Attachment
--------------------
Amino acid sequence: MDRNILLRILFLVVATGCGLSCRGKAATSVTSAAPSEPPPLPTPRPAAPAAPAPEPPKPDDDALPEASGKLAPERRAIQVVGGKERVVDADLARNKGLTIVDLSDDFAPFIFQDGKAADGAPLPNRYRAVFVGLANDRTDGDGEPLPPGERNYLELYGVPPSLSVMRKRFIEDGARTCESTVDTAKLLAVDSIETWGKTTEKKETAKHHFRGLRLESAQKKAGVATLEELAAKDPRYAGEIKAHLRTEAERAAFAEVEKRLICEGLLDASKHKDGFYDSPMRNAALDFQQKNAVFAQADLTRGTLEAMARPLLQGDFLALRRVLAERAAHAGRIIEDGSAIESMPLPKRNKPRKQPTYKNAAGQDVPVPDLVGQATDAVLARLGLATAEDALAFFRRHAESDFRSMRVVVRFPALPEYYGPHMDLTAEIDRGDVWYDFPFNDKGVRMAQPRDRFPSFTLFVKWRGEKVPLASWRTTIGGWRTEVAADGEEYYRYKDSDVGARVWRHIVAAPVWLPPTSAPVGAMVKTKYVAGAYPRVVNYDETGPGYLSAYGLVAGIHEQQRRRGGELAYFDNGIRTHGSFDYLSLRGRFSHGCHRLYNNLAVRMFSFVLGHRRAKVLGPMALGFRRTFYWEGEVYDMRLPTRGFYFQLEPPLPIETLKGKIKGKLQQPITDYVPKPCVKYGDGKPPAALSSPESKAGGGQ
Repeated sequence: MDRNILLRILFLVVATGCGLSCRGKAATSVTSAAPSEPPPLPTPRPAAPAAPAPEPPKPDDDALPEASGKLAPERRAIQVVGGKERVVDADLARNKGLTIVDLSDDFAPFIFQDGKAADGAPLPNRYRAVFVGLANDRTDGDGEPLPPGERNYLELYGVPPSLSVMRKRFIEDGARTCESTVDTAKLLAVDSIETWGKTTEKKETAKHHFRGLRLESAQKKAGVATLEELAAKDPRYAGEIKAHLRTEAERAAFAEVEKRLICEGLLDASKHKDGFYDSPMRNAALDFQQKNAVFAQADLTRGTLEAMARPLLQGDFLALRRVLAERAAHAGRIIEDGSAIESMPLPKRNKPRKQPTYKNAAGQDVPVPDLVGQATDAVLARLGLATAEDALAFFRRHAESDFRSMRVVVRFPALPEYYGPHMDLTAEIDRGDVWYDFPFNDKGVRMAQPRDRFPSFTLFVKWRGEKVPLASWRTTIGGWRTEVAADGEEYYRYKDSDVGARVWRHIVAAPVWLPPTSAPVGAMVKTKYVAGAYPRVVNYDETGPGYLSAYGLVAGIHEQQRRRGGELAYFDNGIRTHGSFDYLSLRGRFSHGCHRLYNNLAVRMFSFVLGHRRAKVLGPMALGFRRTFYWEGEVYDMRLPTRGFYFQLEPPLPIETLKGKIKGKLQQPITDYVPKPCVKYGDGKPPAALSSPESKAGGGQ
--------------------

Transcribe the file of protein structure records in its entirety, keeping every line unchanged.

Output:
Amino acid sequence: MDRNILLRILFLVVATGCGLSCRGKAATSVTSAAPSEPPPLPTPRPAAPAAPAPEPPKPDDDALPEASGKLAPERRAIQVVGGKERVVDADLARNKGLTIVDLSDDFAPFIFQDGKAADGAPLPNRYRAVFVGLANDRTDGDGEPLPPGERNYLELYGVPPSLSVMRKRFIEDGARTCESTVDTAKLLAVDSIETWGKTTEKKETAKHHFRGLRLESAQKKAGVATLEELAAKDPRYAGEIKAHLRTEAERAAFAEVEKRLICEGLLDASKHKDGFYDSPMRNAALDFQQKNAVFAQADLTRGTLEAMARPLLQGDFLALRRVLAERAAHAGRIIEDGSAIESMPLPKRNKPRKQPTYKNAAGQDVPVPDLVGQATDAVLARLGLATAEDALAFFRRHAESDFRSMRVVVRFPALPEYYGPHMDLTAEIDRGDVWYDFPFNDKGVRMAQPRDRFPSFTLFVKWRGEKVPLASWRTTIGGWRTEVAADGEEYYRYKDSDVGARVWRHIVAAPVWLPPTSAPVGAMVKTKYVAGAYPRVVNYDETGPGYLSAYGLVAGIHEQQRRRGGELAYFDNGIRTHGSFDYLSLRGRFSHGCHRLYNNLAVRMFSFVLGHRRAKVLGPMALGFRRTFYWEGEVYDMRLPTRGFYFQLEPPLPIETLKGKIKGKLQQPITDYVPKPCVKYGDGKPPAALSSPESKAGGGQ
Repeated sequence: MDRNILLRILFLVVATGCGLSCRGKAATSVTSAAPSEPPPLPTPRPAAPAAPAPEPPKPDDDALPEASGKLAPERRAIQVVGGKERVVDADLARNKGLTIVDLSDDFAPFIFQDGKAADGAPLPNRYRAVFVGLANDRTDGDGEPLPPGERNYLELYGVPPSLSVMRKRFIEDGARTCESTVDTAKLLAVDSIETWGKTTEKKETAKHHFRGLRLESAQKKAGVATLEELAAKDPRYAGEIKAHLRTEAERAAFAEVEKRLICEGLLDASKHKDGFYDSPMRNAALDFQQKNAVFAQADLTRGTLEAMARPLLQGDFLALRRVLAERAAHAGRIIEDGSAIESMPLPKRNKPRKQPTYKNAAGQDVPVPDLVGQATDAVLARLGLATAEDALAFFRRHAESDFRSMRVVVRFPALPEYYGPHMDLTAEIDRGDVWYDFPFNDKGVRMAQPRDRFPSFTLFVKWRGEKVPLASWRTTIGGWRTEVAADGEEYYRYKDSDVGARVWRHIVAAPVWLPPTSAPVGAMVKTKYVAGAYPRVVNYDETGPGYLSAYGLVAGIHEQQRRRGGELAYFDNGIRTHGSFDYLSLRGRFSHGCHRLYNNLAVRMFSFVLGHRRAKVLGPMALGFRRTFYWEGEVYDMRLPTRGFYFQLEPPLPIETLKGKIKGKLQQPITDYVPKPCVKYGDGKPPAALSSPESKAGGGQ